About three weeks ago, I ran into Stiles, the always-cheerful manager at a Arkansas-based big-box store who sports some of the best tattoos in the High Desert. He’s one of my music compasses, always guiding me to great music, and he reminded me of the Black Lips show at Pappy and Harriet’s on June 24. I decided to go, trusting that Stiles would be standing next to me—because at the last Black Lips show I attended, I almost suffered a tib-fib (tibia fibula) fracture.
The Black Lips were in Pioneertown promoting the band’s eighth studio album, Satan’s Graffiti or God’s Art?—but the lineup ran deep, with Starcrawler as the first of two openers.
From stage right, Starcrawler guitarist Henri Cash entered with guitar in hand, letting a riff echo through the early crowd, followed by Arrow de Wilde, wearing a hospital gown, acting like an escapee from sanatorium—imagine a female Iggy Pop.
I was captivated by Starcrawlers’ performance. I was flanked by Joaquin the butcher (literally, he is a butcher), who is a great guy to have in the pit. Stiles was standing to the right of me, in a Ryan Adams shirt, along with his daughter, who happened to be celebrating her birthday and was wearing the mandatory Misfits shirt that young teens at a certain age must own.
De Wilde was true to her name—she was a woman possessed, someone who would give Lon Chaney a run for his money when it came to facial expressions that varied from fright to derangement; at one point, she smeared fake blood on the birthday girl. Starcrawler ended the show with de Wilde running into the audience—never again to be seen, as she left toward the back of the bar.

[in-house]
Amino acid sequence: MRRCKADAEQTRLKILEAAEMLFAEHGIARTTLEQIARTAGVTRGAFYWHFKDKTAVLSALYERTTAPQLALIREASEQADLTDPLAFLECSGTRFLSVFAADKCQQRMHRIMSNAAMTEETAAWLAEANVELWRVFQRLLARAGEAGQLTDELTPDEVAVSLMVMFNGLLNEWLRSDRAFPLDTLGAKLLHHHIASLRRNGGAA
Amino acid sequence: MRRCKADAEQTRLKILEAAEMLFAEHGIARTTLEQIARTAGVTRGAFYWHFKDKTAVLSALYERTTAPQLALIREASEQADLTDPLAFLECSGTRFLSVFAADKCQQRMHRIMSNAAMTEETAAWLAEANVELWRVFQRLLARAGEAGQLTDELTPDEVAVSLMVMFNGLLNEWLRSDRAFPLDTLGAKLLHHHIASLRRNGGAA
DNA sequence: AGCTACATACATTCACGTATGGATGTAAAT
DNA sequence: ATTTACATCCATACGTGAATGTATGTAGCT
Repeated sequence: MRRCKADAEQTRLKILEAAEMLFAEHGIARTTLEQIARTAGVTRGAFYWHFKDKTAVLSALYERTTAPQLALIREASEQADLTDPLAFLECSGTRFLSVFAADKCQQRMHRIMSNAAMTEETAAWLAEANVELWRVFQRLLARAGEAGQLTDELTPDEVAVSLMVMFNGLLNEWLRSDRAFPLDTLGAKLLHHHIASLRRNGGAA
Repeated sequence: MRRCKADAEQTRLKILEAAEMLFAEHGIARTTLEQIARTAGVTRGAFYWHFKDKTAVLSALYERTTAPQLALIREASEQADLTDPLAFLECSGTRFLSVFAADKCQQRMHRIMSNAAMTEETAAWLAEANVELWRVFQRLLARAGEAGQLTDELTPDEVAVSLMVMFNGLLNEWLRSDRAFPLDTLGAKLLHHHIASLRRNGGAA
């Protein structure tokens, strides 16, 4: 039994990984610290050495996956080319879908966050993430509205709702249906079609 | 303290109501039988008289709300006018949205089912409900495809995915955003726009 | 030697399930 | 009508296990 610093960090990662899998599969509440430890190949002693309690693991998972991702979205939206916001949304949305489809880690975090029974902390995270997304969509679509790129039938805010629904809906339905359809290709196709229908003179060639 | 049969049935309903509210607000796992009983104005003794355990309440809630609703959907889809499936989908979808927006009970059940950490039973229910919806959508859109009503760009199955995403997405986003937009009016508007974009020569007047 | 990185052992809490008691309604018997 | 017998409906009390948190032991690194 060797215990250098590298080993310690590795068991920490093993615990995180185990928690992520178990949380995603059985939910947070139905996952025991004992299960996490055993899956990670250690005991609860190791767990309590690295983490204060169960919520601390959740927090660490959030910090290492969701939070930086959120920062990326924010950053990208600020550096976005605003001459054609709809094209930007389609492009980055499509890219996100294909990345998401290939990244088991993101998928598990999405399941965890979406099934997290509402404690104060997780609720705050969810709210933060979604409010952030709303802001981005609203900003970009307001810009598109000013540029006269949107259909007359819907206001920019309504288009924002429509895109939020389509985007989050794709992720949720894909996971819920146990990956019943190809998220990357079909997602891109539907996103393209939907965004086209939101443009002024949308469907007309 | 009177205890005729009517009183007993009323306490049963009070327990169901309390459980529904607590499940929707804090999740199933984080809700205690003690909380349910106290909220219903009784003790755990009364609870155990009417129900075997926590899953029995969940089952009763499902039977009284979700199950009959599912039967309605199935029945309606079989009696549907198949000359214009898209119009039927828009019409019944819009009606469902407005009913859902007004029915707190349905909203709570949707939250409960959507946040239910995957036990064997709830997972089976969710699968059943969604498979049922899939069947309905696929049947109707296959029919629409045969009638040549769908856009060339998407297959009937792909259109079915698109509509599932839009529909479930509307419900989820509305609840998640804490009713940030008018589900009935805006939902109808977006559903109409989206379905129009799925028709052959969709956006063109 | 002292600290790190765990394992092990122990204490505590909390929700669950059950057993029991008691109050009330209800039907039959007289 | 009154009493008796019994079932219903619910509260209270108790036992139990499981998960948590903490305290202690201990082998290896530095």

Timmy’s Organism took the warm-up spot. Timmy polled the crowd for Detroit natives; when a few hands were raised, he said: “We’re Timmy’s Organism from Detroit!” Timmy, aka Tim Lampinen, donned a fuzzy and perhaps-too-warm-for-the-High-Desert outfit.
The muscular, high-energy band pounded hard rock. Toward the end of the set, Timmy shared: “I use to eat garbage; now I eat steak,” dedicating these words to the fans from the Motor City.
The Black Lips walked onstage at a little after 11 p.m. They were at Pappy and Harriet’s three years ago, and the Black Lips have a legendary reputation for being kicked out of venues, so Pappy’s staffed up with security to control the devil dogs, hippies and punkers who were in attendance.
The band sparked anarchy on the dance floor with the words, “We’re down the super highway all alone a shopping bag full of broken bones, sick and tired of hearing telephones,” from the song the “Sea of Blasphemy.” Stiles did his best to stay standing as a avalanche of humans rushed the stage. Time was not on my side as I tried my best to stay upright as well.
“Boys in the Wood,” off of Underneath the Rainbow, calmed the crowd, but by then, the lens hood had been ripped off my camera and partially crushed under the stopping of the crowd—a sure sign from above to bail from the front of the stage, as I heard I these words to the song: “Them boys are wild back in the woods, they got a child who’s misunderstood. When the boys start to drinking, you know it ain’t no good.”
Fans were treated to several new songs off the latest album, including “Rebel Intuition” and “Crystal Night,” the latter a sad love song involving a sweetheart gone missing during the Nazi era: “Do you remember first time I saw you? I look into your eyes and thought that you would be my sugar, not in this life. We never say goodbye, Now you’re sent to die on crystal night. So while I’m living on this planet, if don’t see you, I just wait until the day that could meet in heaven up in the sky, and then we will never cry or have to say goodbye. No more crystal night.” The song is a true pot of gold for the Black Lips—and it led to another memorable moment at Pappy and Harriet’s.